Monday, February 06, 2006

On being in the audience.

Bardseye did it again - dropped an aside which set my mind going - woke up at 2am this time with 'thoughts'.

In the far distant past, when I pretended to be a teacher, I used to try to get the idea of Shakespeare's audience across by comparing it to the average football crowd in the UK.
Just like the football crowd, most people stood. They could get unruly (or bloody riotus in fact) and were quite likely to throw things on the pitch, sorry, stage if they didn't like what they saw. Beer bottles and fruit.

All of this is sort of true - and certainly has become an orthodoxy amongst secondary school teachers.

Then, the New Globe opened.

I was very lucky to be amongst the first paying, public audience to stand and watch a performance in the almost completed theatre.

Yes, we stood - but it wasn't like watchig a football match. In the football game you are just watching - and at a distance too. The communication is physical gesture (like watching Ballet at the Bolshoi more than theatre). Your mind and emotions are engaged - but I am certain it is a different part of the brain from that used when listening to and watching a play.

The football is distinctly tribal - pack communication. In the theatre there is more a sense of variety - still of community but not the monolithic focus on one objective.

You don't sense the passing of time in the theatre, whereas, in football, time is essential - two halves, and 45min to 'kill' the enemy.

In the theatre you react with the actors - and in the Globe this is a very strong reaction - I stood at the front of the stage and caught the eyes of the actors many times - there is no darkness, it is played in daylight. The actors play to the audience, 'timing' is audience dependent. In football, the team can be lifted by cheers and supported by chants - but this is a very marked distance from what is happening in the globe.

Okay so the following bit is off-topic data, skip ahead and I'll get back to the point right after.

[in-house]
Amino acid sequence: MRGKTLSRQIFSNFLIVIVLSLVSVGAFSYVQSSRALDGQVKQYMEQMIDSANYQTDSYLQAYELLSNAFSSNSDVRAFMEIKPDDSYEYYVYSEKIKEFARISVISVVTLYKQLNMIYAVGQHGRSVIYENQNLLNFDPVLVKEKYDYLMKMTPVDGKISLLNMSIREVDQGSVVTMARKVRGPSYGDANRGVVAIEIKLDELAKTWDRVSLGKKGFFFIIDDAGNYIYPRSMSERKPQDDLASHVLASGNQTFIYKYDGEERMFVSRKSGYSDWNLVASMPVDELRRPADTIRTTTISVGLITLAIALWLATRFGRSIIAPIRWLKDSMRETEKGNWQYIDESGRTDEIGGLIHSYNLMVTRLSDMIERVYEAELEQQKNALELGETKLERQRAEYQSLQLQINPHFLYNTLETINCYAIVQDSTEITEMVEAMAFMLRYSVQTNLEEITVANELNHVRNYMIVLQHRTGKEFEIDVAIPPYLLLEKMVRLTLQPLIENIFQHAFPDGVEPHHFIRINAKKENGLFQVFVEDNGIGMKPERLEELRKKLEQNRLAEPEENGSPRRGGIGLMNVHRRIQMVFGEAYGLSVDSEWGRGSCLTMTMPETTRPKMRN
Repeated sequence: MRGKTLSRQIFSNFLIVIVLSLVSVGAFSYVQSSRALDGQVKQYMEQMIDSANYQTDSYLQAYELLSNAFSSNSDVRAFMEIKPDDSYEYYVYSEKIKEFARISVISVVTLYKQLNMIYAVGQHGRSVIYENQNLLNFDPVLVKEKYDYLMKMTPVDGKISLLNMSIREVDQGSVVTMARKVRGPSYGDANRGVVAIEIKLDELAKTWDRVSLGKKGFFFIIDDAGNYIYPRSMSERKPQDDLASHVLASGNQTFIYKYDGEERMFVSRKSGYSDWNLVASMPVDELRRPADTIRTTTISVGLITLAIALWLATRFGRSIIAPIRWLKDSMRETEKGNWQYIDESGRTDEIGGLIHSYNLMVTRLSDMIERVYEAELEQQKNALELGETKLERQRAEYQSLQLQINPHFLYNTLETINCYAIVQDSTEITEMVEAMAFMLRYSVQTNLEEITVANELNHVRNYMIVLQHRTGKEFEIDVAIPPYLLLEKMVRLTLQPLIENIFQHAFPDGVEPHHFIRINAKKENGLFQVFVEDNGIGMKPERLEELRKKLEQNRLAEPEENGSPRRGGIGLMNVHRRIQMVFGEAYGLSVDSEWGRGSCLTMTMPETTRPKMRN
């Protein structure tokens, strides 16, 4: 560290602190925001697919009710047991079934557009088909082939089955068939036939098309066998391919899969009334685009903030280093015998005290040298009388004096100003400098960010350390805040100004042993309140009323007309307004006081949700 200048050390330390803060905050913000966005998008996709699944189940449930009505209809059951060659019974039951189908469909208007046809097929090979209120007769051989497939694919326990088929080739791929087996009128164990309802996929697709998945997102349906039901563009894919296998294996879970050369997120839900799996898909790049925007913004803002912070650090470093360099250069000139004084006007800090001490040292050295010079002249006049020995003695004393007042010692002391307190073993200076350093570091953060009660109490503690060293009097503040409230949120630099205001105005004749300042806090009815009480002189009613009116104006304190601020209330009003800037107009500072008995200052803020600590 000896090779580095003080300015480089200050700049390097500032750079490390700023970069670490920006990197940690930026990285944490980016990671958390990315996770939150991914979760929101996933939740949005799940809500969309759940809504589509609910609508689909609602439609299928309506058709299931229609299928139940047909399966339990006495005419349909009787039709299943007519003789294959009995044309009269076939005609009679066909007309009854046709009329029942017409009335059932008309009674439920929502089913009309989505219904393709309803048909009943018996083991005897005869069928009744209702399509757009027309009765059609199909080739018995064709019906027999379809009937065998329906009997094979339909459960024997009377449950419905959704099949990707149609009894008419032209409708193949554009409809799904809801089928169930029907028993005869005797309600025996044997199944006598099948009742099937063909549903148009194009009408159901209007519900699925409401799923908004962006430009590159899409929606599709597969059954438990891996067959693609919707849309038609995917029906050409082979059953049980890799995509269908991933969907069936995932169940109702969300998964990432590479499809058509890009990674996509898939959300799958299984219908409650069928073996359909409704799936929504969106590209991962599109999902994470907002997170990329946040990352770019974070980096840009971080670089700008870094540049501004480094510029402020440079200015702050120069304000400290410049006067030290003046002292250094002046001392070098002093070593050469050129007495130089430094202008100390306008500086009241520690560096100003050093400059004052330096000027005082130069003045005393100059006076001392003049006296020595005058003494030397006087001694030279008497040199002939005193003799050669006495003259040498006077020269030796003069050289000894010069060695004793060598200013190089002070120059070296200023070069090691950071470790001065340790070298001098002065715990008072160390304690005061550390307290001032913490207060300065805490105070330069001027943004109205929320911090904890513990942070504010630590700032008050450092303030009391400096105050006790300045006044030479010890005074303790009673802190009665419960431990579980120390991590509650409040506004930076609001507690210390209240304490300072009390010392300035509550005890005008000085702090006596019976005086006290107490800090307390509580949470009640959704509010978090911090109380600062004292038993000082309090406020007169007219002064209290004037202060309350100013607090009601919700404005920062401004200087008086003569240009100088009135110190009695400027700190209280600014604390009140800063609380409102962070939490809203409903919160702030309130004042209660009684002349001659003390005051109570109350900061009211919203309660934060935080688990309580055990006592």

Having been in that audience I fee lI know the importance of it to Shakespeare.

It is an equal partner in creating the meaning of the play. Shakespeare wrote to his audience - not in the way some modern soap opera writer would indulge them - but being very aware of what they knew, what they thought, of their diversity, rather than their uniformity.

Were there Jews in the audience for, The Merchant? Quite possibly. And black people amongst the groundlings for Othello? Modern historical research has located a number of black residents of Elizabethan London - so again, possible.

When a character 'addresses' the audience - what reaction is the actor expecting? The football crowd would not respond the same way, despite what I used to say, as the Globe audience.

This is not an issue of class, or even education - it is expectations and, I suggest, a different part of the brain in operation and focus.

I think differently when I look at a picture in an art gallery from looking at a stage set:

Have a look at this

A piece of dance constructs its meaning differently - I don't think of the dancer as a character, I focus on the movement/gesture. I am always aware of the falseness in the job of the actor - yes disbelief is sort of suspended - or rather, immitation is accepted.

Hamlet constantly breaks down the falseness - he reminds you of the theatre, he tells you he is only an actor. He talks to ME when I am in the audience.

Which links back to bardseye's blog:

Errrr tea time, and a strong one coming up.

1 comment:

bardseyeview said...

Gee, Shakespearance, I appreciate your kind words and link. I am certainly learning a quite a lot from lurking on your blog as well. I look forward to the experience you've already had of attending a performance at the restored Globe.


Jeremy (bardseye)